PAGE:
Daniel Boone. Clara Barton. Thomas Edison. Amelia Earhart. Pick just about any well-known American hero/heroine, and the first thing that comes to mind is what singular individuals each of them were, standing head and shoulder above the conformist herd of their day. American culture has always pushed its young citizens to pursue excellence as individuals.
Contrast this with, say, Japanese culture, where group consensus and saving face within one’s peer group are more highly stressed. Indeed, in the late 1970’s Japan’s startlingly rapid rise in the international business community planted massive self-doubt in the American business community’s long standing belief in the individual’s centrality. Books such as “Japan as Number One: Lessons for America” appeared as correctives. “In the guise of pursuing freedoms,” observed author Ezra Vogel, “we have supported egoism and self-interest and have damaged group or common interests…we are more concerned with the rights of the deviant than the rights of the responsible citizen.”
Aaron Barlow’s recently published “The Cult of Individualism: a history of an enduring American myth” (Praeger Press, 2013) would seem to fall in line with Vogel’s way of thinking. How else to explain his use of ‘cult’ and ‘myth’ when discussing the topic? However, he also chose the term ‘individualism’ over ‘individuality’. Early in his book he cites Alexis de Tocqueville’s specific definition of individualism (one of the first to appear in print): “Individualism is a reflective and peaceable sentiment that disposes each citizen to isolate himself from the mass of those like him and to withdraw to one side with his family and his friends, so that after having thus created a little society for his own use, he willingly abandons society at large to itself.”
Barlow uses this starting point to discuss how Scots-Irish settlers, or Borderers, lovers of individualism, developed differently and in opposition to the other three strains of British settlers who were first to populate the American colonies: the Puritans, the Quakers, and the Cavaliers. The cultural/political differences within these four broad categories of white immigrants are explored at length by scholar David Hackett Fischer in “Albion’s Seed: Four British Folkways in America,” a source Barlow cites extensively.
Barlow’s argument is that the cult of individualism, exemplified in American culture by the Borderers, “is manifest today in the so-called Tea Party and the right wing of the Republican Party.” He goes on to say that white American political culture is represented by two strains: the Borderer and the secular-humanist, the latter made up of the Puritan & Quaker ‘folkways,’ and dominant in America’s Northeast power establishment. Secular-humanist attitudes emerged from “yeomen farms lettered and familiar with the Enlightenment Traditions”. What happened to the Cavaliers (not to mention subsequent non-British white immigrants to America over the centuries)?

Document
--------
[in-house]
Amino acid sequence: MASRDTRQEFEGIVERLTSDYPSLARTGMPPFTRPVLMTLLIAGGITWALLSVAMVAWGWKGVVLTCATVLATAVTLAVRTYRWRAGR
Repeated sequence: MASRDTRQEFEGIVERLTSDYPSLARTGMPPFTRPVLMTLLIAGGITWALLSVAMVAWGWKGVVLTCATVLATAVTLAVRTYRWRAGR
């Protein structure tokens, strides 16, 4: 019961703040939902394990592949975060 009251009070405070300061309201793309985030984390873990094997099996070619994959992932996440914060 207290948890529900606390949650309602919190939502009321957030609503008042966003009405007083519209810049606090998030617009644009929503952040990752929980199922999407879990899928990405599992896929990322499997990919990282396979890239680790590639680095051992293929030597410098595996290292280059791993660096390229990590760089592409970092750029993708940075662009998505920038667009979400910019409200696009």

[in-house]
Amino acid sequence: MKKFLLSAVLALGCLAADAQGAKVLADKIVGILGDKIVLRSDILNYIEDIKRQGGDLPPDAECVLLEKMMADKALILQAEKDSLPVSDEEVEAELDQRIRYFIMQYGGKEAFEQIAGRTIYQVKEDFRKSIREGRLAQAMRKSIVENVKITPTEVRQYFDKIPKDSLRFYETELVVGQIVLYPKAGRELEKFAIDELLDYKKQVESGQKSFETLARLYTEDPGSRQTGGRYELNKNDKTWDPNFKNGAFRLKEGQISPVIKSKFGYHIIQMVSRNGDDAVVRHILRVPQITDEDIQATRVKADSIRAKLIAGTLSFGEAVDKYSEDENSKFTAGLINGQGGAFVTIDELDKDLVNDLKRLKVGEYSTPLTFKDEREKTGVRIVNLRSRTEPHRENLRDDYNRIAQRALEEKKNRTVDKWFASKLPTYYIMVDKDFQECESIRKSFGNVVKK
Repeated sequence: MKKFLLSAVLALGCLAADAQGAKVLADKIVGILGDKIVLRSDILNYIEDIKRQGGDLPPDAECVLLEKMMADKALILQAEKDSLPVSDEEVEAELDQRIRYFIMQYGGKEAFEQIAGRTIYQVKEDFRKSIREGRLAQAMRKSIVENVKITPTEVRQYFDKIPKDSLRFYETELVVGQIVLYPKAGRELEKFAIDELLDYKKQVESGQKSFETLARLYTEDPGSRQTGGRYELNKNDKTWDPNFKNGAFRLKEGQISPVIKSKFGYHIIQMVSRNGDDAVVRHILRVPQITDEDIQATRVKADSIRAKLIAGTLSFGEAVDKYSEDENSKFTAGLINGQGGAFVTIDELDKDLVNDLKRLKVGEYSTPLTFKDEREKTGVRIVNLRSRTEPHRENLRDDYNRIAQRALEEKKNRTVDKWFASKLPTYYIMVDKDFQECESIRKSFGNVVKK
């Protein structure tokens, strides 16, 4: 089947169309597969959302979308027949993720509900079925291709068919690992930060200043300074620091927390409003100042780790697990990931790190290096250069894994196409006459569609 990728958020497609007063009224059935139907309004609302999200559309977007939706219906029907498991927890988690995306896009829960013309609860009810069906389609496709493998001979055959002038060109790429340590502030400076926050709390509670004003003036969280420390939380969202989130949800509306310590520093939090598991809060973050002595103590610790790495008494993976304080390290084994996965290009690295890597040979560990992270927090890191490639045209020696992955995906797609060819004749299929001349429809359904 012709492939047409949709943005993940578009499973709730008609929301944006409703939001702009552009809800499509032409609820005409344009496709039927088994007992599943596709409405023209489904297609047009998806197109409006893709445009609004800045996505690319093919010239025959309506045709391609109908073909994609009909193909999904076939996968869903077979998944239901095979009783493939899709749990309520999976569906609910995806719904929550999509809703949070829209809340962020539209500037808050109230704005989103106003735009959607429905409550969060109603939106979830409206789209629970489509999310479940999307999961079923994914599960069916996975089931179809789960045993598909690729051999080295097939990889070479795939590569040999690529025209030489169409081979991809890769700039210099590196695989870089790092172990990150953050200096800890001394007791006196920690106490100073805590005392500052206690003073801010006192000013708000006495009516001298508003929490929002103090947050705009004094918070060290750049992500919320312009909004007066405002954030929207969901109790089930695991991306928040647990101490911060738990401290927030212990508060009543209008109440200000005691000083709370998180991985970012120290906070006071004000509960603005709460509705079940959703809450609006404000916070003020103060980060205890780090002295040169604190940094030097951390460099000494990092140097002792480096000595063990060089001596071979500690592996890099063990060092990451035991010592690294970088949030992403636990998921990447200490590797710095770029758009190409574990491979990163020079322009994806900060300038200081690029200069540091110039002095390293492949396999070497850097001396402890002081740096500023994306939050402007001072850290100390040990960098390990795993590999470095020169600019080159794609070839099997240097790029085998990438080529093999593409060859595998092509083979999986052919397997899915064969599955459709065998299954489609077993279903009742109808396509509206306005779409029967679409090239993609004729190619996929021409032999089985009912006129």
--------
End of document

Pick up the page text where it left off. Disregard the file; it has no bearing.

Barlow’s discussion of the Cavaliers in relation to Borderer culture is fuzzy: on the one hand, he tells us “The cultural history of ‘white’ America details the evolution from Quaker and Puritan folkways into the northern-states culture of the time of the Civil War and the Cavalier culture into that of the antebellum South.” Ok, so we’ve got the soon-to-be-emerging secular humanist strain made up of Puritans and Quakers, and the Cavaliers developing separately. Further on, however, Barlow states: “Is it any wonder that the cultural descendants of the backcountry harbor resentments against the East Coast cultural descendants of Quakers, Cavaliers, and Puritans?” So he ultimately groups Cavalier descendants with the secular humanists; a close read of current American politics suggests this is a major misalignment!
Barlow presents Borderer immigrants to America, formed in “the crucible of the Scottish Lowlands, tempered in Ulster”, as misfits in their new country; but nearly all who came to America were misfits in one way or another, says Ezra Vogel in the book on Japan cited above.
They were driven here by religious or political oppression, or they came here to seek alternative economic opportunities. As such, they ALL were a highly self-reliant bunch, and leery of authority figures such as governments and churches. Their individualistic leanings were built into the fabric of the new American republic, as evidenced by the articles of confederation, the democratic form of government, and the Bill of Rights. While the Borderers conform to that individualistic profile, they are not unique in that respect.
The Borderer’s retreat to Appalachia created isolated pockets of that initial broader culture that were relatively unaffected by outside events until the Great Depression and the two World Wars – evidenced by strongly rooted values of self-reliance, as well as linguistic patterns that even today, though considered grammatically incorrect by current standards, are similar to the speech patterns of the mother countries from the period in which they emigrated.
As they came out of the mountains and emerged into the larger society, they were quickly stereotyped and caricatured – though a great many of them still reside in Appalachia. Only in the last thirty or so years have the Borderers’ descendants developed a cultural sense of pride in their ethnic identities (not to be confused by identification with hereditary family ties). As such, they still are not a coherent political force to be reckoned with.
Special thanks to Kent van Cleave of Knoxville, TN for his thoughtful input on this review. “My roots in the Borderer culture run deep,” he says. “When Daniel Boone moved out into the frontier, he brought Aaron Van Cleave, my several-greats grandfather – with him. Aaron’s daughter, Jane, married Daniel’s brother, Squire. And when Daniel moved to Missouri, he sold his holdings to Aaron.”